Jenny Zhang's Sour Heart
(Random House, 2017)
I first picked up Jenny Zhang’s debut short story collection Sour Heart because I heard that it was about daughters of Chinese immigrants who lived in New York City. I had admired Zhang’s writing ever since her scathing takedown of Michael Derrick Hudson’s unforgivable act of literary yellowface in 2015, and I was excited because I sensed in Sour Heart a new frontier for Zhang, a victory for Asian-American literature, and—perhaps a bit selfishly—a book that I could fundamentally relate to. My own parents immigrated to the U.S. from Shanghai before I was born, and I spent my childhood shuttling between the two worlds and feeling like I belonged in neither. Sour Heart felt important in its own right, as an interpretation of girlhood and otherness in America during a time where both are under attack by people who understand neither. It also piqued a self-indulgent sort of curiosity—how much of myself would I be able to see in these stories?
As it turns out, more than I had bargained for. Reading Sour Heart was like walking into surgery without anesthesia. Zhang and her girls poke with childish glee at the dark, painful wound of growing up as a perpetual stranger. The ugly, twisted parts most of us would rather forget, they happily devour.
The seven stories in Sour Heart center around six loosely-connected Chinese families macheting their way toward self-determination in hostile places—be it Brooklyn or revolutionary Shanghai or the New York public school system. A few similarities run throughout—the parents are educated immigrants working jobs below their capabilities, the girls are smart and tough but hurting, and each family experiences the alienation that comes with the cognitive dissonance of a mismatched life.
The stars of Sour Heart are the narrators: six young Chinese-American daughters. They are whirlwinds of raw emotion and unfettered imagination, speakingof teddy bears and Kansas-sized tits and giant turds, but they possess a wisdom far beyond their age. Their adulthood, their grown-upness slips through the cracks of their rambling, self-absorbed thoughts. I looked for hints of my own childhood in these characters, but Zhang’s girls never really felt like children—they knew too much, had too much clarity and intention. Instead, they felt aspirational. As a young girl, I too had cursed God “for making them get to be them and making me have to be me”, but unlike Zhang’s girls, I could never find the right words.
We tend to paint the immigrant experience in broad brushstrokes, with sweeping themes like belonging or yearning or anxiety—which are important for reasons that don’t require defense. Zhang tackles these with mastery, navigating these universal struggles with liquid prose and a ferociousness that leaves your throat dry. But what Zhang does best in these short stories is drill down into the tiny, idiosyncratic details that seem, at first glance, too small to scale up.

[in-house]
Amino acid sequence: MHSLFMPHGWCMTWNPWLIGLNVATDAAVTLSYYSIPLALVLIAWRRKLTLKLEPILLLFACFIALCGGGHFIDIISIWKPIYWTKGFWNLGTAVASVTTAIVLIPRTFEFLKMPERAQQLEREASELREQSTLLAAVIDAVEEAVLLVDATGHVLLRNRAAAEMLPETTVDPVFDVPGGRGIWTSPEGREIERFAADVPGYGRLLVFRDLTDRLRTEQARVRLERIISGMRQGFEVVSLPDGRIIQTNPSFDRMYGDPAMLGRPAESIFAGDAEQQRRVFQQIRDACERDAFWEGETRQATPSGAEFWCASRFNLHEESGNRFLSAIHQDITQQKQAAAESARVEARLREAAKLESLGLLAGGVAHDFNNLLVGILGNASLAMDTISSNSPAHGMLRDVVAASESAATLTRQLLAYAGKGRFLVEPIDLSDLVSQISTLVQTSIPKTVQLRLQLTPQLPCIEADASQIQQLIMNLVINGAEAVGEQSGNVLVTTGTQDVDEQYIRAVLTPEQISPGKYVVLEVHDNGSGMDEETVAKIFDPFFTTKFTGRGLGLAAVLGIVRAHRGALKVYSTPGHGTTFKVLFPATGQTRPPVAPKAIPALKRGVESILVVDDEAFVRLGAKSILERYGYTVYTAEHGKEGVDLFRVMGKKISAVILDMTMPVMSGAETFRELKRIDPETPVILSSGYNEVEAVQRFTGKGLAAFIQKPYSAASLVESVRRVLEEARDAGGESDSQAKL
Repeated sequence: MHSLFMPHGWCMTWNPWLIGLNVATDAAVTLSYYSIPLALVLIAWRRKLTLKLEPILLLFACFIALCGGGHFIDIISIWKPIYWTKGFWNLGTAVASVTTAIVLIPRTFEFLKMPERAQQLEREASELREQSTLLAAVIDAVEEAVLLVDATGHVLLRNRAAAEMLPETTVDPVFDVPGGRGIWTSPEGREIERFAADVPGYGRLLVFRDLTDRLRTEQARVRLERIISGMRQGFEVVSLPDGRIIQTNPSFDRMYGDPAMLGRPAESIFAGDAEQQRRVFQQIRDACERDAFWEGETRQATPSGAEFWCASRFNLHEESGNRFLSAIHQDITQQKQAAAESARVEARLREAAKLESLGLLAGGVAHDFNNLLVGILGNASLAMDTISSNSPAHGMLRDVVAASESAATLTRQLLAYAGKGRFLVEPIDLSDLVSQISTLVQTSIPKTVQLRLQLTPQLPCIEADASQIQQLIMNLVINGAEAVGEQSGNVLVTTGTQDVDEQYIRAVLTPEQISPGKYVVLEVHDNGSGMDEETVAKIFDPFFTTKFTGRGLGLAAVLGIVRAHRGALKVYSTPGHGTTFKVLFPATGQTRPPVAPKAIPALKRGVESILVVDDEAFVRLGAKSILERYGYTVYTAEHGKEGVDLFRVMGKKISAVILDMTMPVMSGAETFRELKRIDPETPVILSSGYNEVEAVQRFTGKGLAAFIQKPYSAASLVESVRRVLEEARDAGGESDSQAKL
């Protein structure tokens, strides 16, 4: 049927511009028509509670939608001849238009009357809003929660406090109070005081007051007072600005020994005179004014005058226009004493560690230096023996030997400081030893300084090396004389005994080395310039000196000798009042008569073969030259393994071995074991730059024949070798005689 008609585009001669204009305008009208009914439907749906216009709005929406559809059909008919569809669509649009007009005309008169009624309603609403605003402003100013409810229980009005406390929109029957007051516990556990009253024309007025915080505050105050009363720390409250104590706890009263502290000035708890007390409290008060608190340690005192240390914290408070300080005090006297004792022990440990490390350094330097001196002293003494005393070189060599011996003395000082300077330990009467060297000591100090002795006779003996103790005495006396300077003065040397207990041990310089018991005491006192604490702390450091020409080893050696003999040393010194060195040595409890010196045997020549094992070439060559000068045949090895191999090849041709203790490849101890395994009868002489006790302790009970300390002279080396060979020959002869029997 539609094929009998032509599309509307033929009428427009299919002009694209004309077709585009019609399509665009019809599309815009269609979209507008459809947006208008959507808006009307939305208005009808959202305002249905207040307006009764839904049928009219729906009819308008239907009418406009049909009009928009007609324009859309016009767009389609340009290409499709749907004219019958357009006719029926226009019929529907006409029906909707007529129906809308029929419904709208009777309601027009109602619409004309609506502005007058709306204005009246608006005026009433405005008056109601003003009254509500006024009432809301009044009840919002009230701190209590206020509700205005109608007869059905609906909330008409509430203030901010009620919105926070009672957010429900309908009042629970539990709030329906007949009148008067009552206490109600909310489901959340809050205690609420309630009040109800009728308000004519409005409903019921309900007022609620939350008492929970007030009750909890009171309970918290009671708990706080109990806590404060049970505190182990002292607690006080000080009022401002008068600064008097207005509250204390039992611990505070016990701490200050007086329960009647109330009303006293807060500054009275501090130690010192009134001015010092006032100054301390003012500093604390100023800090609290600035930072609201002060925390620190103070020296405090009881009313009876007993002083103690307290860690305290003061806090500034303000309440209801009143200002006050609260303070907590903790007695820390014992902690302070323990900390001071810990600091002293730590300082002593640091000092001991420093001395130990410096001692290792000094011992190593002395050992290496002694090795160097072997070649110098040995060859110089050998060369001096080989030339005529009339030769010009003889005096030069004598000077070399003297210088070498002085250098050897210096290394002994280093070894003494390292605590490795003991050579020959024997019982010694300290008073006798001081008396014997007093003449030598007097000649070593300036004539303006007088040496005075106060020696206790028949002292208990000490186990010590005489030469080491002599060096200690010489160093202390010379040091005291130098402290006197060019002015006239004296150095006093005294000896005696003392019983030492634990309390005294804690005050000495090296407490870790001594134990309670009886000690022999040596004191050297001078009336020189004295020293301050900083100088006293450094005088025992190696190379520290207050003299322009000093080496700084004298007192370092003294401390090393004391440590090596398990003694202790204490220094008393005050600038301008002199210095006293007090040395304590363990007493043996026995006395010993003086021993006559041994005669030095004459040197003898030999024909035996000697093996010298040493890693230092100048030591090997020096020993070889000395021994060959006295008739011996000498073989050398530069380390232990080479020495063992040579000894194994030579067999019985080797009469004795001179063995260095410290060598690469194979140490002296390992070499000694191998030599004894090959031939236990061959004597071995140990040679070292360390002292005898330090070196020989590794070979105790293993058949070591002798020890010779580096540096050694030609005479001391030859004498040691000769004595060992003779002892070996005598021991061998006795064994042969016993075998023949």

Sour Heart magnifies without losing resolution. In one story, the cruelty of a mother telling her child that “the only reason me and my brother and all the people we housed in our home weren’t already dead was because she, and she alone, carried all our burdens on her shoulders” is matched only by the child’s inability to grasp the depths of her self-sacrifice. “Um, thanks? I said sometimes to let her know I kinda understood.” The passage is a punch to the gut, the universality is immediate. Sooner or later, every immigrant family grapples with this disconnect between parent and child.
In “Our Mothers Before Them,” Annie’s mother cries at the injustice of her thwarted dreams. She and her husband were brilliant artists back in China, she claims, and if only they had the right resources and the right accent and the right bone structure, they would have been brilliant artists in America too. But of course, they didn’t. “There are no Chinese artists in America, did you know that, Annie? It’s like a human saying they want to fly with hawks. You can’t! You’re the wrong species.” In those few, specific lines, Zhang channeled a sentiment as long as the history of America itself. You are not one of us, and never have been and never will be.
If Sour Heart seems fixated on familial love, it’s because it is. The worst tribulations of immigration have always been endured by and within families. To survive, they turn inward. And it can transform love into something obsessive, cruel, and fetishistic. Zhang does not flinch from these truths, and instead embraces them with wit and humor. “The only person who could make me cry was my mother, who knew it and never missed an opportunity to do so,” complains one girl. “My mother checked my vagina every few weeks”, says another. “I missed [your brother] so much. I pray hummingbirds peck my eyes and leave their droppings in my pecked-out sockets before I have to experience this heartbreak again,” wails a grandmother.
The brilliance of Sour Heart is its ability to create fractals out of these intimate family portraits of three or four or five. These tiny self-sufficient worlds each tell a story that is unique yet enormous, a familiar and timeless tale of carving out a space in a crowded new world. Each story is an echo of the so-called American dream that has captured the imagination of every immigrant or refugee or expatriate—Chinese or not—who has landed on the shores or runways of the Beautiful Country, mei guo.